Northern water woes persist

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Ongwediva

The persistent water shortages experienced in some parts of the north are attributed to an increase in demand and the problem is exacerbated by the lingering drought.

The national water utility, NamWater, says parts of Oshana, Ohangwena and Oshikoto experienced unprecedented water shortages since August. The water shortage follows a power failure that affected the pumps at Calueque Dam in Angola, where the water is pumped from.

“Areas at the end-points are the worst affected ones. The impact on these schemes is caused by the increased water demand under the drought conditions, where people consume more water than is normal,” said NamWater’s head of marketing and corporate communications, Johannes Shigwedha.

According to Shigwedha, areas supplied by Ondangwa Reservoir are currently running low due to an increased water demand on the line that branches off to Omuntele, Okankolo and the off-take at Onembenge pumping schemes. As a result, Omuthiya is unable to pick up the required water levels in its water reservoir, resulting in reduced supply.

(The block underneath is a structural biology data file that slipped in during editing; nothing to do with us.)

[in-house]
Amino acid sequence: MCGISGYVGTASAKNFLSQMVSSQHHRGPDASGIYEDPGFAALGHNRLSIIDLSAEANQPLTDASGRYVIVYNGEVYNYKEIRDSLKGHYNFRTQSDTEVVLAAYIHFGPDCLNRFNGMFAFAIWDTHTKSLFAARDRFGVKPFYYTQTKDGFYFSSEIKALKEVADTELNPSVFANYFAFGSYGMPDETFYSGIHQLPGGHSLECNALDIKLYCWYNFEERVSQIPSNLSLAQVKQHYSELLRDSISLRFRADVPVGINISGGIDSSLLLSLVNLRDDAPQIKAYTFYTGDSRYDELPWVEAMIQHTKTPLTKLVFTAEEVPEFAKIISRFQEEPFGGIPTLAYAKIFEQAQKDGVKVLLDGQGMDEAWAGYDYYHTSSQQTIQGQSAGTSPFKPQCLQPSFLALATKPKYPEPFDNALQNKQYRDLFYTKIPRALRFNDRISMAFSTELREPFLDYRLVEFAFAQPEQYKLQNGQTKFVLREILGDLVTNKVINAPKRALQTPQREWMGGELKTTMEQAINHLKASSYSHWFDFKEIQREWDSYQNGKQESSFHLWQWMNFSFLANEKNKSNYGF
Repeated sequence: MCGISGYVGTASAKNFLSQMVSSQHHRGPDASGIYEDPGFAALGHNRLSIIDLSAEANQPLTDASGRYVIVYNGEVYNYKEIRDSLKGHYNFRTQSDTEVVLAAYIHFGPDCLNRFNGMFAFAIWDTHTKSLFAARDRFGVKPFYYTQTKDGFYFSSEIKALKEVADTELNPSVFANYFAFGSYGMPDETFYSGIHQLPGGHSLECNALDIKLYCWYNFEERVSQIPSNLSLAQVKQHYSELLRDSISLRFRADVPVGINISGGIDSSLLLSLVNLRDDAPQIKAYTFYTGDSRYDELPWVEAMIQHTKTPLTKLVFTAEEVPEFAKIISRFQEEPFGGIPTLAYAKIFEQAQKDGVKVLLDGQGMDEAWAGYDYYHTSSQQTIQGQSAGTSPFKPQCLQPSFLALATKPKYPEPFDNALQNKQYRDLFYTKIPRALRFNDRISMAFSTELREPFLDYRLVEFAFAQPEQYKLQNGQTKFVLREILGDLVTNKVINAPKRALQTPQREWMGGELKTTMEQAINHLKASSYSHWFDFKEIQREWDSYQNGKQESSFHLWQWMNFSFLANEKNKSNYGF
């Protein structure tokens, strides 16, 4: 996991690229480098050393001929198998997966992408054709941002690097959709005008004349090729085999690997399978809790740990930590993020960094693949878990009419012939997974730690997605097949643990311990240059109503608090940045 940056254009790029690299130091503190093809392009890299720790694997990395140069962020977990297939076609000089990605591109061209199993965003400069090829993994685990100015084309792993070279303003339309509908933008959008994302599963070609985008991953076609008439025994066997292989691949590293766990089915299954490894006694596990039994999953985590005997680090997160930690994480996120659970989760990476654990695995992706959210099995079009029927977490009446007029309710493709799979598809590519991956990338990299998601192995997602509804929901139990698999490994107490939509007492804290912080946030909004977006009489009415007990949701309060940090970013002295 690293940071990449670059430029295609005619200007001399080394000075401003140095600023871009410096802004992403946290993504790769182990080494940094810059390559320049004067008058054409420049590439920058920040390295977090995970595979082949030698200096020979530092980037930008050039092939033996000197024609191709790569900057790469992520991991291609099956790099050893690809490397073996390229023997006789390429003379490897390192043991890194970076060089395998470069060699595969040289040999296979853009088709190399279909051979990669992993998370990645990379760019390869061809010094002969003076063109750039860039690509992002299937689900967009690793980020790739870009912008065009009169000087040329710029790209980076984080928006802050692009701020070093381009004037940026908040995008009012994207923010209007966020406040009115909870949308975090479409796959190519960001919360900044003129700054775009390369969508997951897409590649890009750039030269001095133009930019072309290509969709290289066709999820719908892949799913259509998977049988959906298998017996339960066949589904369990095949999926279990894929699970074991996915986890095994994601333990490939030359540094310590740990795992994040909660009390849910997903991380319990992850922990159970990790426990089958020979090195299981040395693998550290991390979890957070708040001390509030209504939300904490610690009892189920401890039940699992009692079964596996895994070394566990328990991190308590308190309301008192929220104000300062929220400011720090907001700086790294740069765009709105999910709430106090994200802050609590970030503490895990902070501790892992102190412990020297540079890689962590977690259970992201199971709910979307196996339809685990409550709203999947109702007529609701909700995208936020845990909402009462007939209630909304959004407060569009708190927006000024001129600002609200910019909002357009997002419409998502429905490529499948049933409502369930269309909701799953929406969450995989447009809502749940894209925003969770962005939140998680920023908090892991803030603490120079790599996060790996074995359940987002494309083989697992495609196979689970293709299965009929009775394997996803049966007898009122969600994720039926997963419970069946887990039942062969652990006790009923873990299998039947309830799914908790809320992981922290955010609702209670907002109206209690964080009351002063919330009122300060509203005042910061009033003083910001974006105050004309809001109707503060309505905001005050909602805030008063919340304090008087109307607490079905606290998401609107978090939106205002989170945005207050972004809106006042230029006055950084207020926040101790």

The same challenge is said to be experienced in Ohangwena. Shigwedha says there is high demand in the water supply line from Oshakati to the areas of Omafa and Eenhana and as a result Eenhana is also receiving reduced supply.

The same is said to be experienced by people receiving water from the Onambutu pipeline. Paulo Shilongo, the public relations officer at Eenhana where water woes are reported to have worsened in recent weeks, said the majority of residents now depend on outside taps for water.

According to Shilongo, the taps inside the houses have run dry since the water problems were announced in August.
Meanwhile, the water utility has mobilised resources to increase water transfers to the affected areas. NamWater engineers have been on site to increase water supply to Okatope, Omuthiya, Omafo, Eenhana and all other tributary pipelines.

Shigwedha added that additional equipment is also being installed at the water source point at Calueque Dam to increase the channelling of water to the affected areas.

He added that the situation is expected to return to normal by the end of next week once all the necessary equipment is installed.

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